M.I.A. Flew Across The World To Film This Incredible West African Dance

It took her two years to track down the Zaouli dancer, and it was worth it.

M.I.A. is nothing if not global. Her aesthetic and lived experiences form an expansive cut-and-paste style through which she makes necessary, if occasionally vague, commentary that spans different geographies and cultures. Her latest video is "Matahdatah Scroll 01 Broader Than a Border," a two-in-one affair soundtracked by the new song "Swords" and 2013's "Warriors." With it, she eats up the distance between India and the Ivory Coast, where she shot the two parts of the short film, respectively.

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When she first tweeted about the "Warriors" visuals this spring, the British-Sri Lankan artist claimed her label had concerns about its context. "I wanna talk about clutrural [sic] appropriation! I've been told I can't put out a video because it's shot in Africa," she wrote of the video, which was due to be a one-take shot of an Ivorian dancer that it took her two years to find. In the end, she wound up splicing the footage of the nimble, loose-limbed dancer with scenes from both Côte d'Ivoire and India.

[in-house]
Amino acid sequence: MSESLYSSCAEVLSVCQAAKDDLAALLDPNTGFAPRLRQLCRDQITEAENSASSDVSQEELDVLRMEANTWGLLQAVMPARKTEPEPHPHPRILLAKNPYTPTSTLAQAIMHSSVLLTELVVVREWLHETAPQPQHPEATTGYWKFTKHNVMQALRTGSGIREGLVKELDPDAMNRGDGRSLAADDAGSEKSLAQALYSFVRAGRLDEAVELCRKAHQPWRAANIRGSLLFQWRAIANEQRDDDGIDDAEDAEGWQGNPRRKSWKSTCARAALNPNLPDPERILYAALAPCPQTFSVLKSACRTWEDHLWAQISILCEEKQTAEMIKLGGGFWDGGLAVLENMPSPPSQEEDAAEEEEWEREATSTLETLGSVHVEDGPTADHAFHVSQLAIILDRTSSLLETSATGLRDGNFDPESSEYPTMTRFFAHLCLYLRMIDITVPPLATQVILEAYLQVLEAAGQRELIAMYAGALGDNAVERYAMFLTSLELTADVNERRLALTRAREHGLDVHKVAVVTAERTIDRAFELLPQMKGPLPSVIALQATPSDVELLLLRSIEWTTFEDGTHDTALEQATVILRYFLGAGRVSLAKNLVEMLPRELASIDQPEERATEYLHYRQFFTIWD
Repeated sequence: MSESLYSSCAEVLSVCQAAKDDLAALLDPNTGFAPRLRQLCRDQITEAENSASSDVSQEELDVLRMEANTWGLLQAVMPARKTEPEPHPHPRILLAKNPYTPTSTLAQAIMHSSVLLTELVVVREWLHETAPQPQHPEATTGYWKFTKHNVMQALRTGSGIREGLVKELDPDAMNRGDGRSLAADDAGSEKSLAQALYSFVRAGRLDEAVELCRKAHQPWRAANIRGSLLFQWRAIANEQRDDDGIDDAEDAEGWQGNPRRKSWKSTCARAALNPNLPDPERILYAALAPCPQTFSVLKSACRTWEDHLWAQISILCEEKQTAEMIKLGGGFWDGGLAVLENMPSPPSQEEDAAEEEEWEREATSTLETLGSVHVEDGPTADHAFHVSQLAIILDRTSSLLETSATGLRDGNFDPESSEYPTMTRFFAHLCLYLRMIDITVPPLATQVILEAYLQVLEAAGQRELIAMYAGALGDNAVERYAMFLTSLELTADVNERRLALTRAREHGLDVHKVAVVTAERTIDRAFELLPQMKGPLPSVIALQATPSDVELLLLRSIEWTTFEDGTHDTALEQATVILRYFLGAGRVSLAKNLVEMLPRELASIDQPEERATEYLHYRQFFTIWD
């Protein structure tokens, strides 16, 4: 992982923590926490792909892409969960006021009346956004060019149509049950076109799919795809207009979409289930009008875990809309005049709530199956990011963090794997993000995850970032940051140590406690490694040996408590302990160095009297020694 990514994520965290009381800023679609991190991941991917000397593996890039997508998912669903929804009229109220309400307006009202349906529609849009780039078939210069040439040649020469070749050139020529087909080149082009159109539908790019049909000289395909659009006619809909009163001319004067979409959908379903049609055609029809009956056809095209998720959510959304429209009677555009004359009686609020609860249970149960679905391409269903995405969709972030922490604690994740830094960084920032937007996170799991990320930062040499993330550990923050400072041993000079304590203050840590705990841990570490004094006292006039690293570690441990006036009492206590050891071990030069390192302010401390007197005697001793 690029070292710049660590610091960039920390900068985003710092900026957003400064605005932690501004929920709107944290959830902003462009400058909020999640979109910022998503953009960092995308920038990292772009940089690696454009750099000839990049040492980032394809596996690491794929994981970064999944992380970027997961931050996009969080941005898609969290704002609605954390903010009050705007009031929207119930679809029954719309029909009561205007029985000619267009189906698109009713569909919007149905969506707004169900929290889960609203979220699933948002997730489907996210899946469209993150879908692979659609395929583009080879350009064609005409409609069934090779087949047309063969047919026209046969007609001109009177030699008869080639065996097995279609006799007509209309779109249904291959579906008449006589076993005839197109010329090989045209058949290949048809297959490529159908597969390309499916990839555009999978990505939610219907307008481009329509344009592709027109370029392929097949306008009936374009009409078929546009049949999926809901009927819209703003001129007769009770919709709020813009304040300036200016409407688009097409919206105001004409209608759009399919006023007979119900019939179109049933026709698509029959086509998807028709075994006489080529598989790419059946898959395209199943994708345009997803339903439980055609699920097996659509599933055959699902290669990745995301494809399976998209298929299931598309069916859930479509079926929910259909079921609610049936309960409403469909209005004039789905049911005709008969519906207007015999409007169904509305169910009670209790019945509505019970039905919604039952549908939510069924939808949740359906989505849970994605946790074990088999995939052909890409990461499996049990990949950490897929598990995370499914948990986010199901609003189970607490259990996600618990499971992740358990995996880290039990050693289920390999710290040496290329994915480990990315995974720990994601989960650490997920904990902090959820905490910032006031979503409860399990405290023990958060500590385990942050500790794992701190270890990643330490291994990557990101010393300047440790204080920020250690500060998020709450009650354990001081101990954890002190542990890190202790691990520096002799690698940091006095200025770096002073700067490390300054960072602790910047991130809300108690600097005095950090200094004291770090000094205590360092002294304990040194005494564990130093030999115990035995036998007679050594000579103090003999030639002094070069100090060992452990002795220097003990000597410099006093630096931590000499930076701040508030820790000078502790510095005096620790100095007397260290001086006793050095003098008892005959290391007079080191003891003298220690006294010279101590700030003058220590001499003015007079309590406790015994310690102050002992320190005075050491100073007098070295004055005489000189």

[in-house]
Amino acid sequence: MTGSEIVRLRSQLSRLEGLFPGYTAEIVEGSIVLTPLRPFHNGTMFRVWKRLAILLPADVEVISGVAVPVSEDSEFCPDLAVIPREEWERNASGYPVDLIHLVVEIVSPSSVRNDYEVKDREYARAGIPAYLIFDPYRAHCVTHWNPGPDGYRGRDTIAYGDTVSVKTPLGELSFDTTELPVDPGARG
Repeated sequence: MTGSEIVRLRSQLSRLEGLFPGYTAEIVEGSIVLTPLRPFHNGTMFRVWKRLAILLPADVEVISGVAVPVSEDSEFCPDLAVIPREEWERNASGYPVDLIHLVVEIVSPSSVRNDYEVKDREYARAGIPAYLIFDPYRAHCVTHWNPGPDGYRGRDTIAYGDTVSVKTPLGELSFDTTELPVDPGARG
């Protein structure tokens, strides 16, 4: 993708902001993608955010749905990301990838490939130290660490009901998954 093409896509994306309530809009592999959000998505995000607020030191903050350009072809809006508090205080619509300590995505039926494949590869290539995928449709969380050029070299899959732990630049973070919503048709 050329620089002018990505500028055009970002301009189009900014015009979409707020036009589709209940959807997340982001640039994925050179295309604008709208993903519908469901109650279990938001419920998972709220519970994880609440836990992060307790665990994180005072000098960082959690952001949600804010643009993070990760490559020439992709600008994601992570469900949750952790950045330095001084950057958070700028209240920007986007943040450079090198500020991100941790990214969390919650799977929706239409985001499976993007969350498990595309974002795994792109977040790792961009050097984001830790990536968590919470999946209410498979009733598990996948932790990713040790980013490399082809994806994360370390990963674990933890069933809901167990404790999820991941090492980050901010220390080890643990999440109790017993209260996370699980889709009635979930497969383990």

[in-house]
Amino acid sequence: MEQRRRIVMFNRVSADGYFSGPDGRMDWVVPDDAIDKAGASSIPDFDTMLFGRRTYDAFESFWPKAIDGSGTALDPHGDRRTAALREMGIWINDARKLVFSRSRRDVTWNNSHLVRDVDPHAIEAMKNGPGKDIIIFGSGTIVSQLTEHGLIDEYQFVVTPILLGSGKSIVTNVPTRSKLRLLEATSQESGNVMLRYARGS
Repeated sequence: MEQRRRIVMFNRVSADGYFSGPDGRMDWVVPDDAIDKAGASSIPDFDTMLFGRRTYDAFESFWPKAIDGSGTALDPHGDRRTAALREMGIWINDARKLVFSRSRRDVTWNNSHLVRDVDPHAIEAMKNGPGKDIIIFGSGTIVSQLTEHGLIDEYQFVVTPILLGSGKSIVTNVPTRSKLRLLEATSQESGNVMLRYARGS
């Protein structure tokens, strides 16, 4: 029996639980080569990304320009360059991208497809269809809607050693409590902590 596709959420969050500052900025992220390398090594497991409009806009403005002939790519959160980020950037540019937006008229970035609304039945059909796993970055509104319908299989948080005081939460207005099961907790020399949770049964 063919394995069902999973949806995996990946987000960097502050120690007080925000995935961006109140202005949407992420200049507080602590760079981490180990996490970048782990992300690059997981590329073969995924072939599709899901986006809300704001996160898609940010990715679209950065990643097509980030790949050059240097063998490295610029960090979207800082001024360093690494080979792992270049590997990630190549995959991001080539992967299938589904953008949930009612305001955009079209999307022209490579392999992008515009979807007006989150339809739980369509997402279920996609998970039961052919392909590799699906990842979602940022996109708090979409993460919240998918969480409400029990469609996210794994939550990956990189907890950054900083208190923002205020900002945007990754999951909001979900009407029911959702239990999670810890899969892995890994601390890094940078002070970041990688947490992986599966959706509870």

"'Warriors' was shot in Cote d’Ivoire with a guy I saw in a YouTube video doing the most incredible dancing," she said of the dancer in a statement released alongside the video. "I tracked down that exact guy, flew out there and played him the 'Warriors' track. He did his thing for me. He is a spiritual warrior and communicates through dancing. It’s a lifelong commitment for him to be the designated spiritual body that channels that dance."

The dancer in question is an unnamed member of a Zaouli troupe from central-western Ivory Coast, likely from the towns of Bouaflé or Manfla. Here's how Kouakou David, a West African dance teacher, explains the tradition: "Zaouli is a popular mask dance created by Gouros in the ’50s. Legends at the origin of the Zaouli mask and dance are diverse, but all say that they were inspired by a very beautiful girl named 'Djela Lou Zaouli,' daugther of Zaouli. The mask has bright colors and fine features, and represents feminine beauty."

He adds: "Each Gouro village has its local Zaouli dancer, who performs during funerals or parties. A musicians and singers orchestra first call the Zaouli dancer by its music. The dancer wearing the mask covered by a cloth then arrives after a predecessor who unveils the mask. After the beauty of the mask has been shown to the audience, the dancer performs extremely quick and rhythmical steps according to the flutes of the orchestra. Hands and foots follow a common choreography improvised by the dancer according to the music."

Though dancers typically wear elaborate masks while they're performing, the Zaouli in "Warriors" appears in a pair of sunglasses and an iridescent, fringed costume. Watch some spellbinding Zaouli moves above, and M.I.A.'s video via Apple Music.

M.I.A. Flew Across The World To Film This Incredible West African Dance